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How Long Will You Receive Spousal Maintenance After Divorce?

Posted on in Divorce

Barrington divorce attorney When going through a high-net-worth divorce, it is common for one spouse to have far greater financial means than the other. Even in a divorce between spouses of more modest means, one spouse may have been the primary bread-winner of the household. Spousal maintenance exists in order to help a divorcee who may be unable to support themselves or maintain their accustomed lifestyle on their own.

How long will the payments last? Illinois has guidelines and formulas that instruct courts on how to determine whether maintenance should be permanent or temporary and how long the payments should continue if they are temporary.

Temporary Maintenance

Spousal maintenance can be indefinite or temporary, depending on your financial situation and the duration of your marriage. Temporary maintenance may be for a fixed number of years or reviewable. With fixed-term maintenance, Illinois uses a scale that calculates the duration of the payments based on how many years the marriage lasted. For instance, if your marriage lasted for less than five years, the duration of the maintenance payments will be 20 percent of the number of years that you were married. After five years of marriage, the percentage will increase for each one-year interval until it reaches 20 years of marriage. You can also agree to receive maintenance in a lump sum after the divorce is completed.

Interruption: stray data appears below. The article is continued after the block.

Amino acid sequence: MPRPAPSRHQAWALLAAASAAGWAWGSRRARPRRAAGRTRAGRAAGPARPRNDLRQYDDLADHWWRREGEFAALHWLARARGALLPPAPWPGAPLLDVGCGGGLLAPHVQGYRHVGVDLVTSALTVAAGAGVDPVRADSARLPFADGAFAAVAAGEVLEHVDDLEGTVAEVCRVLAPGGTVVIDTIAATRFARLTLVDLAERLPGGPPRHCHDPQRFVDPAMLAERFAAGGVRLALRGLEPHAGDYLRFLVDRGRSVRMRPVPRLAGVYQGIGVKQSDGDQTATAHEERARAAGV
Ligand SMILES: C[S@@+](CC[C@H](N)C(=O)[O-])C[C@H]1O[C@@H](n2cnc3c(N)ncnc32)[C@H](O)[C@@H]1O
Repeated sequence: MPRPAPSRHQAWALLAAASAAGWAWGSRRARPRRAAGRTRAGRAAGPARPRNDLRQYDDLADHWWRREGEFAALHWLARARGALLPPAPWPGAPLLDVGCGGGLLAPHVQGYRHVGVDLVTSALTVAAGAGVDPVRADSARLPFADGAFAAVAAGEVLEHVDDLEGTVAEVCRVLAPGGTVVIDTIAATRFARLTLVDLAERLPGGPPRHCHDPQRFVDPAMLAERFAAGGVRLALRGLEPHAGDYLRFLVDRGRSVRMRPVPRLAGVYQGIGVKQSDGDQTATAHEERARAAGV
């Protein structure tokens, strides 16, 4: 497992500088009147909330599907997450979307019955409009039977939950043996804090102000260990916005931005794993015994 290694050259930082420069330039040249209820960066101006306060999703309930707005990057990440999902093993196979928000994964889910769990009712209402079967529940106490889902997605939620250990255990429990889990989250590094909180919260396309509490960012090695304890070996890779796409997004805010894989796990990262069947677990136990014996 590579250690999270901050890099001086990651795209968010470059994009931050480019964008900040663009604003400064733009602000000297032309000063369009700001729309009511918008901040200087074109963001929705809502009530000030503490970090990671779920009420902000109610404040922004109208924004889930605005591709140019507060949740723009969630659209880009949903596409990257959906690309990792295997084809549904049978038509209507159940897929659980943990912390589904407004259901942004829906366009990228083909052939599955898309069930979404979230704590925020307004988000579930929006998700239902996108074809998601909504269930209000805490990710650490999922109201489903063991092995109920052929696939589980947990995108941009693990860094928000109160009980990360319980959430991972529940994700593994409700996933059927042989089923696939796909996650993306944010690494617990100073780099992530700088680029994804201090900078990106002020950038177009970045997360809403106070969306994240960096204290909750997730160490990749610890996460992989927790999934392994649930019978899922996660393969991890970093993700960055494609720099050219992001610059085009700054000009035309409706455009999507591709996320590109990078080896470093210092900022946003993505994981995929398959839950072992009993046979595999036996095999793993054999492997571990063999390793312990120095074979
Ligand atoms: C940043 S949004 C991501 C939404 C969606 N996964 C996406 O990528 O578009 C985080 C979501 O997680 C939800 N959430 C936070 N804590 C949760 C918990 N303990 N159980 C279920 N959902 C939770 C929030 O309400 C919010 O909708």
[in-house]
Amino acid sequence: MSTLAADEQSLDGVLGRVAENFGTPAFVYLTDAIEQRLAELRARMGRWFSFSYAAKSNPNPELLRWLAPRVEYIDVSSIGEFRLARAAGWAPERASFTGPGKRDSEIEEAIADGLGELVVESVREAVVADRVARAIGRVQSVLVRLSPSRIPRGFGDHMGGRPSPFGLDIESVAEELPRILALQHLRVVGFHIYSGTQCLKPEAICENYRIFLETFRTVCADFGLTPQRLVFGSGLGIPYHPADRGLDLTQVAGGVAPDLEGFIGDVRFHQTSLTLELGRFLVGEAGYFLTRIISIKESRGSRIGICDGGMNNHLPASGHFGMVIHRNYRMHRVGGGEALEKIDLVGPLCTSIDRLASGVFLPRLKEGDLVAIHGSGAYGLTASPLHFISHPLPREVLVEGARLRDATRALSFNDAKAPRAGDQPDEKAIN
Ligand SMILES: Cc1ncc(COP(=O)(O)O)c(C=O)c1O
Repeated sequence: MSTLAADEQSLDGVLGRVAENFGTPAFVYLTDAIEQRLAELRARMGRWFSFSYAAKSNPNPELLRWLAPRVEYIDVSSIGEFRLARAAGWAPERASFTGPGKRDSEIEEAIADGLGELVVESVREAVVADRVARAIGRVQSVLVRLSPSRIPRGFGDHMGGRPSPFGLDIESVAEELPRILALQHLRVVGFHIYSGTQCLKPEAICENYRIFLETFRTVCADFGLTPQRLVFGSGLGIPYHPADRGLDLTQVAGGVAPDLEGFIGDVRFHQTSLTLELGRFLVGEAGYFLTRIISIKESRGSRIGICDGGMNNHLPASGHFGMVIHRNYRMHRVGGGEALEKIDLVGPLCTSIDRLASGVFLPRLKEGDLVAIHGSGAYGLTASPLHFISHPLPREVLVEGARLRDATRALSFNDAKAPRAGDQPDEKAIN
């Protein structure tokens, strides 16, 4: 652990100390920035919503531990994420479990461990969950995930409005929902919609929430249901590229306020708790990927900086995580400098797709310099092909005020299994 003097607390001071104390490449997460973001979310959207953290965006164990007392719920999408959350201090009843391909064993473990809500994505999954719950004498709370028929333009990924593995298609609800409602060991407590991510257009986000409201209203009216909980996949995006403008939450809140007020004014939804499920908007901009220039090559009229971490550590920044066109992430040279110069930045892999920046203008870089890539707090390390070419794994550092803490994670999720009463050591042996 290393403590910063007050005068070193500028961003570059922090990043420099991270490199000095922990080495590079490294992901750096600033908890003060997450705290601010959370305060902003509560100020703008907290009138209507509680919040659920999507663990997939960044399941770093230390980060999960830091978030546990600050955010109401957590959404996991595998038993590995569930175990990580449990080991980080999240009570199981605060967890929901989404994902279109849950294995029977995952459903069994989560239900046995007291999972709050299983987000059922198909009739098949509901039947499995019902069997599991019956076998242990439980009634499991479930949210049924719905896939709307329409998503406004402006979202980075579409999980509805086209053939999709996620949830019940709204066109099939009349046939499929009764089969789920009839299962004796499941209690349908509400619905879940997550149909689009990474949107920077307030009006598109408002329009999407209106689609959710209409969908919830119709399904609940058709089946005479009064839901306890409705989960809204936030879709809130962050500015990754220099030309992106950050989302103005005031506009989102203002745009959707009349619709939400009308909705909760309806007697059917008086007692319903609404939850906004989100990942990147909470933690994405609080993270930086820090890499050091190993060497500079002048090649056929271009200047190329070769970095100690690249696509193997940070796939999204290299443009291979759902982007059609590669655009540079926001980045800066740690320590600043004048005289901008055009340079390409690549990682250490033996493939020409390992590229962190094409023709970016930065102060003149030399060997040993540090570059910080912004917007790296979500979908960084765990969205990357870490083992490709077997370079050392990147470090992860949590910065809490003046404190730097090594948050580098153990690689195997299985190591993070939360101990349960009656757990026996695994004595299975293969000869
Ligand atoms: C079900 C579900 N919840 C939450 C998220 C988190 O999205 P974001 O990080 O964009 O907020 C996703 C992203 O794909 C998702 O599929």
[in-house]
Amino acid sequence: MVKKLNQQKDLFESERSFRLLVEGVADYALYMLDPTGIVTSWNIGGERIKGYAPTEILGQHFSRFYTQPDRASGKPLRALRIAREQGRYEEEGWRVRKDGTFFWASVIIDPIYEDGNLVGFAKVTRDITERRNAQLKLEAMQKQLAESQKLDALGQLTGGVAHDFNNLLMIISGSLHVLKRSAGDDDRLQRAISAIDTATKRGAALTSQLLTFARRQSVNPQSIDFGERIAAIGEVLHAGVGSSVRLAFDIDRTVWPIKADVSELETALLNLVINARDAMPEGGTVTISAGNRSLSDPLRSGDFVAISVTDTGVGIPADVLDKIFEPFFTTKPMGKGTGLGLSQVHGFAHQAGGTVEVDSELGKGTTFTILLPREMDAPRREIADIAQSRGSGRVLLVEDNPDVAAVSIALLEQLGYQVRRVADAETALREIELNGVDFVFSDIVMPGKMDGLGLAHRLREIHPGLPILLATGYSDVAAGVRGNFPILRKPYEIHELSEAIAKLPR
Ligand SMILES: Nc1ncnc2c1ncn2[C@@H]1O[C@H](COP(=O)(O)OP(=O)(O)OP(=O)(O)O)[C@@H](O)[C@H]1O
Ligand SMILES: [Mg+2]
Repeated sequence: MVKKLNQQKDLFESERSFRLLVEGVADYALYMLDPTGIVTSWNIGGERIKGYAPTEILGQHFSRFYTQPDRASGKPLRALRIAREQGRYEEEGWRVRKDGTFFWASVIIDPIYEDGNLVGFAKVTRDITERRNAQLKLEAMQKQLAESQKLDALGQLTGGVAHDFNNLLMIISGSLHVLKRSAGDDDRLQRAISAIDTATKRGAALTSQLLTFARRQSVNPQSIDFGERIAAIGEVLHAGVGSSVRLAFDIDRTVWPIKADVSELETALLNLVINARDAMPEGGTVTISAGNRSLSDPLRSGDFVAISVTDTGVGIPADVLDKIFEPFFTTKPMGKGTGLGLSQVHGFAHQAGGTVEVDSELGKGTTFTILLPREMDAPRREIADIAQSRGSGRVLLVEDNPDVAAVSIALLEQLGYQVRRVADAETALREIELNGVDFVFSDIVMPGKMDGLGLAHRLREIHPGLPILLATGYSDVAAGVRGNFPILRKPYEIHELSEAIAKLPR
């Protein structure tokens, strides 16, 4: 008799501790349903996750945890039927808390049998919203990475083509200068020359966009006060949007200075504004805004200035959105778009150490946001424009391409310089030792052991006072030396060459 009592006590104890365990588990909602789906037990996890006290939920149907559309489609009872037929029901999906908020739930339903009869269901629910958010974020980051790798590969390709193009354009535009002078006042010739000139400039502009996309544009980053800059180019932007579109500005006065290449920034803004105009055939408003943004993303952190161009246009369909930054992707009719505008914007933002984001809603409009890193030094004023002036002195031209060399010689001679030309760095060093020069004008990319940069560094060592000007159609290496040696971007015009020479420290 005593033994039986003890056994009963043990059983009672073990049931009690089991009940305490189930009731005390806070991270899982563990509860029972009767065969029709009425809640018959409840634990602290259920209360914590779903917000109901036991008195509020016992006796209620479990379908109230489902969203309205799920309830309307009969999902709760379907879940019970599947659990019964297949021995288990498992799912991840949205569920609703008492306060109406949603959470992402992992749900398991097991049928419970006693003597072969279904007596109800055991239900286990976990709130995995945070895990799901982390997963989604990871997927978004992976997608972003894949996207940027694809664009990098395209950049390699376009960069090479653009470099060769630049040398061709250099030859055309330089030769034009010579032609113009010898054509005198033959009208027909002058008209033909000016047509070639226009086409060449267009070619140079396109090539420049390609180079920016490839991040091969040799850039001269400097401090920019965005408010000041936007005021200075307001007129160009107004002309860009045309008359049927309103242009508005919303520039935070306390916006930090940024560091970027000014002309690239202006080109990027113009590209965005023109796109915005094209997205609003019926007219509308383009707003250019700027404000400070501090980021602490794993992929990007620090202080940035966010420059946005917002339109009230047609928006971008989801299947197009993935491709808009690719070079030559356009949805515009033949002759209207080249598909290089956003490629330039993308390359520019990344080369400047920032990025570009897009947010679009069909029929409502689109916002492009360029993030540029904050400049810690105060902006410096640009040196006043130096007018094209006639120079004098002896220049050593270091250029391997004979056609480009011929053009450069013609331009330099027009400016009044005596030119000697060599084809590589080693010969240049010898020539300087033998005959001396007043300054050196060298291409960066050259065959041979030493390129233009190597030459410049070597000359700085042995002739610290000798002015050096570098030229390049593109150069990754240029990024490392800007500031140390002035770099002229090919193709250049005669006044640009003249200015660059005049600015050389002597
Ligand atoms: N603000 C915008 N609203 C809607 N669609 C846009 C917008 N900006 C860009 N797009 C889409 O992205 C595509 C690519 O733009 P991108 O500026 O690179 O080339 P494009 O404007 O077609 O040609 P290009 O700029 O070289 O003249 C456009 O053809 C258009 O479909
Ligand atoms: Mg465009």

Reviewable maintenance is most often used in cases of rehabilitative maintenance. You may receive maintenance on the condition that you will make a reasonable attempt to become self-supporting, which may include searching for a better-paying job or going to school for a degree or certification that will improve your job qualifications. Your maintenance agreement will set a date on which the court will review your progress towards becoming self-supporting. Your maintenance may be modified or terminated if your financial circumstances have significantly improved or you have made no effort to become self-supporting.

Permanent Maintenance

A court may grant indefinite, or permanent, maintenance if the spouses were married for at least 20 years or if the recipient cannot be expected to earn an income that could maintain their marital lifestyle. Your earning potential may be limited if you are at the age when:

  • Career advancement is unlikely before you reach retirement
  • It is unrealistic to expect you to go back to school to train yourself for a new career
  • You have physical limitations that prevent you from taking on a greater workload

Contact a Barrington, Illinois, Divorce Attorney

Spouses can negotiate their own terms for their spousal maintenance agreement, which a court will approve as long as it is deemed fair under Illinois law. An experienced Barrington divorce lawyer at Joseph M. Lucas & Associates, LLC, will help you determine the amount of maintenance you will need following your divorce. If you cannot reach an agreement, we are prepared to argue the issue in court. Schedule a consultation today by calling 847-381-8700.



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